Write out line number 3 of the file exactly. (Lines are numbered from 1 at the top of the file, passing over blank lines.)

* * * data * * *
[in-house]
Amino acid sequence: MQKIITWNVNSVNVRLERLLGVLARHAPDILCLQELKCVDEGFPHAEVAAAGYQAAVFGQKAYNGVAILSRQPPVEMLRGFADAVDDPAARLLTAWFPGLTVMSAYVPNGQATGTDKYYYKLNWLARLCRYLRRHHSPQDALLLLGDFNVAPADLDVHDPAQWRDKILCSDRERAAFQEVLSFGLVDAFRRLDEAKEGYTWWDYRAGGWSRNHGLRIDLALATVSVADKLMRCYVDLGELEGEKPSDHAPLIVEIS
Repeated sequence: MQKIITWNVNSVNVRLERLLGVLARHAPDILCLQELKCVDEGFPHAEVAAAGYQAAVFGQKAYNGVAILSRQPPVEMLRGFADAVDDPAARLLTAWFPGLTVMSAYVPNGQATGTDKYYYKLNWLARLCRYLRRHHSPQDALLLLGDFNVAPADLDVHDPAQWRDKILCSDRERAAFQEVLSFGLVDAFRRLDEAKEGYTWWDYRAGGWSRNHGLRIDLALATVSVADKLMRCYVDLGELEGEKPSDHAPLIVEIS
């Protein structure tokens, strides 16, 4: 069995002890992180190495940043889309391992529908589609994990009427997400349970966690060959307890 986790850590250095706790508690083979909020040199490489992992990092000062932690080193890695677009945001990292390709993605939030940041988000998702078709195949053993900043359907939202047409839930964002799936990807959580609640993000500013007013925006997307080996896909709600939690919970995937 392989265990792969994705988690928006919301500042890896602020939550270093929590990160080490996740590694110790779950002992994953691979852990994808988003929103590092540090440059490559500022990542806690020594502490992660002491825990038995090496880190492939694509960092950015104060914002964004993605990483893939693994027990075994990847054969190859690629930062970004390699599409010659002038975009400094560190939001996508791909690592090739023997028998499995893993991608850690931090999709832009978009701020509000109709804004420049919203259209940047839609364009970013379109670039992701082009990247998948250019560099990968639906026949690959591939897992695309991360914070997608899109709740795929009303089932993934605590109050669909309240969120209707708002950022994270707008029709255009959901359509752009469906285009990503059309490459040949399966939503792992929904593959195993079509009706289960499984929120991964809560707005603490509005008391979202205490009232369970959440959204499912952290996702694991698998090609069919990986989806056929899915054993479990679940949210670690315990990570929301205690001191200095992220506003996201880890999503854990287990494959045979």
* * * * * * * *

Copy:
Repeated sequence: MQKIITWNVNSVNVRLERLLGVLARHAPDILCLQELKCVDEGFPHAEVAAAGYQAAVFGQKAYNGVAILSRQPPVEMLRGFADAVDDPAARLLTAWFPGLTVMSAYVPNGQATGTDKYYYKLNWLARLCRYLRRHHSPQDALLLLGDFNVAPADLDVHDPAQWRDKILCSDRERAAFQEVLSFGLVDAFRRLDEAKEGYTWWDYRAGGWSRNHGLRIDLALATVSVADKLMRCYVDLGELEGEKPSDHAPLIVEIS